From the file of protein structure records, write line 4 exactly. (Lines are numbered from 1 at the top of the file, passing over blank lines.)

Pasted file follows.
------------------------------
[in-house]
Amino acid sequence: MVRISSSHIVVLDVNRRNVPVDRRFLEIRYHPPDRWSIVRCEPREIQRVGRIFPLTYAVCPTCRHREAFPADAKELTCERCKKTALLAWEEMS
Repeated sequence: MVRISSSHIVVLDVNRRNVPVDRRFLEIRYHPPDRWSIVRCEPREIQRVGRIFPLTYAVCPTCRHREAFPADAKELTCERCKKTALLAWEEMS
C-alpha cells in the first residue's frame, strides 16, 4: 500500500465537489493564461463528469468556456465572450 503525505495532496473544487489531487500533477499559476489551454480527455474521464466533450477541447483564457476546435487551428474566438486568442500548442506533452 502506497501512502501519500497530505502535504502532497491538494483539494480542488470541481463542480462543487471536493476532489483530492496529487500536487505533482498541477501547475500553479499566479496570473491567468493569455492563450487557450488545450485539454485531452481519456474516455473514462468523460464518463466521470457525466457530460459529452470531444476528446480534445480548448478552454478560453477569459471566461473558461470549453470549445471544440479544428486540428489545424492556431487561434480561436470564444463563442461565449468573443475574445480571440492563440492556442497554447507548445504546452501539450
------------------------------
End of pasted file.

C-alpha cells in the first residue's frame, strides 16, 4: 500500500465537489493564461463528469468556456465572450 503525505495532496473544487489531487500533477499559476489551454480527455474521464466533450477541447483564457476546435487551428474566438486568442500548442506533452 502506497501512502501519500497530505502535504502532497491538494483539494480542488470541481463542480462543487471536493476532489483530492496529487500536487505533482498541477501547475500553479499566479496570473491567468493569455492563450487557450488545450485539454485531452481519456474516455473514462468523460464518463466521470457525466457530460459529452470531444476528446480534445480548448478552454478560453477569459471566461473558461470549453470549445471544440479544428486540428489545424492556431487561434480561436470564444463563442461565449468573443475574445480571440492563440492556442497554447507548445504546452501539450